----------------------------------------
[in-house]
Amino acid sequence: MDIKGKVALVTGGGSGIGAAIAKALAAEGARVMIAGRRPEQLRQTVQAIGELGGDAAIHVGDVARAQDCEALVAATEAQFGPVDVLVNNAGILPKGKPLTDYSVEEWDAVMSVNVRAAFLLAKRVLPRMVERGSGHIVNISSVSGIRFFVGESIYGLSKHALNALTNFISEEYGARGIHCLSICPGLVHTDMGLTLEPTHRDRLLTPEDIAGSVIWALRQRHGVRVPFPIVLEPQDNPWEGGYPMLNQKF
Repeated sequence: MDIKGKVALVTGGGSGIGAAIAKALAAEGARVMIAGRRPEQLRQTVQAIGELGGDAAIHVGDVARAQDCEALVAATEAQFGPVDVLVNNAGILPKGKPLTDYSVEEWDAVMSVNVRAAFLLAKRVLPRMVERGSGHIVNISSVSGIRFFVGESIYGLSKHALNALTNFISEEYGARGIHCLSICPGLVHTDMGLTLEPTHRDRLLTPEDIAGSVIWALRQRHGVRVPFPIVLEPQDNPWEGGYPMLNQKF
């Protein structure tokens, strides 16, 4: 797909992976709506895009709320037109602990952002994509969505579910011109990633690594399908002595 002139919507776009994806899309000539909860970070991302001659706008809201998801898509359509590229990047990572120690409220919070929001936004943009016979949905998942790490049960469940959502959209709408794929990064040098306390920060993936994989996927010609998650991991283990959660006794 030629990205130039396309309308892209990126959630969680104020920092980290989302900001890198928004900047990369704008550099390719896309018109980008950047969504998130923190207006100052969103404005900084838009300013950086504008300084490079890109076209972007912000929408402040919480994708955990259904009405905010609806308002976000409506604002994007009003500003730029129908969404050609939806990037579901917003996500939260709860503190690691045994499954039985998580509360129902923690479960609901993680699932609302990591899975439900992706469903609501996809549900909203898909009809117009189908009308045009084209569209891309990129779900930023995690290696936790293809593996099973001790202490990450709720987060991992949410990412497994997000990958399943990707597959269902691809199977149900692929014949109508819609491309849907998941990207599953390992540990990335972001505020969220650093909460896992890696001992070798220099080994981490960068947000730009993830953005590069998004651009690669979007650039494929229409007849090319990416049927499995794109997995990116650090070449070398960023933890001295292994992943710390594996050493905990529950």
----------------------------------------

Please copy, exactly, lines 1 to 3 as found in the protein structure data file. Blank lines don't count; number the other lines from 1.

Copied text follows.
[in-house]
Amino acid sequence: MDIKGKVALVTGGGSGIGAAIAKALAAEGARVMIAGRRPEQLRQTVQAIGELGGDAAIHVGDVARAQDCEALVAATEAQFGPVDVLVNNAGILPKGKPLTDYSVEEWDAVMSVNVRAAFLLAKRVLPRMVERGSGHIVNISSVSGIRFFVGESIYGLSKHALNALTNFISEEYGARGIHCLSICPGLVHTDMGLTLEPTHRDRLLTPEDIAGSVIWALRQRHGVRVPFPIVLEPQDNPWEGGYPMLNQKF
Repeated sequence: MDIKGKVALVTGGGSGIGAAIAKALAAEGARVMIAGRRPEQLRQTVQAIGELGGDAAIHVGDVARAQDCEALVAATEAQFGPVDVLVNNAGILPKGKPLTDYSVEEWDAVMSVNVRAAFLLAKRVLPRMVERGSGHIVNISSVSGIRFFVGESIYGLSKHALNALTNFISEEYGARGIHCLSICPGLVHTDMGLTLEPTHRDRLLTPEDIAGSVIWALRQRHGVRVPFPIVLEPQDNPWEGGYPMLNQKF